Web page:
Don has to use the US Air Force Website to address issues with his pay, but it says that someone else is using his email address so he can't log in. Leo says that it's likely that somebody else in the database has put in the wrong email address that was strangely similar to Don's. So it has associated his address with the other account and there's really no way to reach the other guy. Leo suggests that Don get in touch with the Air Force tech support and solve it, or ask if he can set up his account with a new email address.
Jim wants to create a shorter email address because his current one is too long. Leo says he can do that, but 1) it's probably already taken and 2) the shorter it is, the more likely that it'll get spam. So Leo says if he's going to shorten his email address, he should get very specific about the spelling and include some numbers in it. He can sign up for one at GMail and have all of his mail forwarded to his current address through that.
Jim runs email for a local school through Gmail and now they're starting to bounce his emails as spam because of his large mailing list. Leo says that just goes with the territory when using a free mail service. They get a bit skittish about mailing lists because of the abuse that comes from spam. Leo says that going with a service like Mail Chimp is a better option. They do a confirmation opt-in/out system so that people are choosing to get the newsletter.
Cindy has two email addresses: One for business, and one for personal. Her Apple mail program always confuses business and personal, though. Leo says that most email programs have a setting for delegation, which would allow her to delegate which email she'll want to reply from. She should go into the composing settings of Apple Mail and she'll be able to select which message address she wants to send from. She should also make sure she has outgoing mail servers for both accounts and that's in the "Accounts" section.
A custom email address means having your own name or business after the @ sign. For instance, instead of @gmail.com or @yahoo.com, your email address would be @[yournamehere].com. Once you have your own email address independent of a webmail service like Gmail or Yahoo, you have full control of where your email goes. This will basically be a forwarding address, so if you'd like to switch mail providers, you won't have to tell everyone to email you at a new address.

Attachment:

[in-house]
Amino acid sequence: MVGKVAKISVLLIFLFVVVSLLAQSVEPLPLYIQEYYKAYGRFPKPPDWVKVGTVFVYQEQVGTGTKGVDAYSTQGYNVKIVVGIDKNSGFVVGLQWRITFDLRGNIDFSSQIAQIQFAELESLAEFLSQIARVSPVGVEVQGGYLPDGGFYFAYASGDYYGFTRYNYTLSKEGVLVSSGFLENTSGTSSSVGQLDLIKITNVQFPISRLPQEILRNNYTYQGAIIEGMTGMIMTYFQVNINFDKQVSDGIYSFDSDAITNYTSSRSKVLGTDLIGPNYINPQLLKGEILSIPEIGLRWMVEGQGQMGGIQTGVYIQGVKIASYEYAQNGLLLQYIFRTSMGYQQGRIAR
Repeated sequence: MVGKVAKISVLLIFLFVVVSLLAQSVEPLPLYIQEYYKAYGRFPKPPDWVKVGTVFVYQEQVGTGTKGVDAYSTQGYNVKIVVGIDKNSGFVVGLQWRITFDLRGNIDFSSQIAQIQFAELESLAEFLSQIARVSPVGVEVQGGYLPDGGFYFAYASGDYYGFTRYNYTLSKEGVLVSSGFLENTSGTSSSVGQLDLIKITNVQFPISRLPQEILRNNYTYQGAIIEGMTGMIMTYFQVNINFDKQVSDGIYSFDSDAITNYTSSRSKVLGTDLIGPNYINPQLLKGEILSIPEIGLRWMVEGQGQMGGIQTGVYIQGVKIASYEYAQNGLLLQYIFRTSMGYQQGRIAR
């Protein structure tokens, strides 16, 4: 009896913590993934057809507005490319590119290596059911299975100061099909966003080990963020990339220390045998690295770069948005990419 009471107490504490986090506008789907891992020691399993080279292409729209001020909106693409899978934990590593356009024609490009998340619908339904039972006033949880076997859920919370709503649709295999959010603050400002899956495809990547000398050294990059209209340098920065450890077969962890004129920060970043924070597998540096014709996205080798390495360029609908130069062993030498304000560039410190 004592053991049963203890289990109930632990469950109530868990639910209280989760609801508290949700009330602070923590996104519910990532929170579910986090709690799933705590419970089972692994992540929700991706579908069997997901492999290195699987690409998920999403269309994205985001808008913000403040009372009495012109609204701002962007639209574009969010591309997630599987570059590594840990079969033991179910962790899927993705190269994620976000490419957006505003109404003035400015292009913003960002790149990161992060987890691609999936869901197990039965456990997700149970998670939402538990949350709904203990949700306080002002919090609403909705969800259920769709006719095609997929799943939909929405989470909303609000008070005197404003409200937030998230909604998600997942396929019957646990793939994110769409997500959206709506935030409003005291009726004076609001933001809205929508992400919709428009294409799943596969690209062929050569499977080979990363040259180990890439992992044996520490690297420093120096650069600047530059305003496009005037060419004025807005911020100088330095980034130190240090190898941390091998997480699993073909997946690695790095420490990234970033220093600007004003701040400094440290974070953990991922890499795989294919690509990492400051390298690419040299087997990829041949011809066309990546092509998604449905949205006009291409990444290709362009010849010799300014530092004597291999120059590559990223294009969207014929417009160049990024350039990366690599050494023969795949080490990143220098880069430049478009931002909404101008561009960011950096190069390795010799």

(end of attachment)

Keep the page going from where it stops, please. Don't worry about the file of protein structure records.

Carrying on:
Gregor wants a custom email address. Does he need a website for that? Leo says no. He'll just need the domain name. Then he can forward all the mail that comes to his custom domain to any email provider he wants. Leo advises going to Hover.com and signing up for his domain name there. He can enter what he'd like and it'll make suggestions of available domain names.
Kenny is in his 80s and he just bought his first computer, a MacBook Pro. He says the Mail app for Mac has been far too complicated for him. Leo says once he gets the email set up properly, it shouldn't be an issue from there on out. Once he has it configured right, then he can move on to managing email.
Laxman likes Leo's new show The New ScreenSavers and wonders if there's a Call for Help segment. Leo says there is and he can email them to make that request. They choose the best calls and then call that person back.
Ed bought a new Mac and transferred all of his data and email accounts from his old Dell. But now he's not getting all the text of his emails. Leo says that this may be an email provider issue. Apple comes with a fully capable mail program. Leo says to go into the account settings to make sure everything is entered properly. Also, if his ISP is using POP instead of IMAP, it's downloading all of his email and then deleting it from the server. If using POP Mail, it's possible that Ed is only getting new email, not the old ones because they're gone.
Jeff is transitioning to Outlook from Hotmail, and he uses the web portal via Google Chrome. He wants to know how to delete a forwarded email when people CC dozens of people. Leo says the way to do it is to use BCC, not CC. BCC is blind carbon copy and that means only the person sees their email address, and not everyone else. The CC becomes part of the text -- over and over again. So the only thing he can do is copy it all, start a new message and paste it in, deleting all the unwanted email addresses. Then put them in BCC.
And then he can yell at his friends.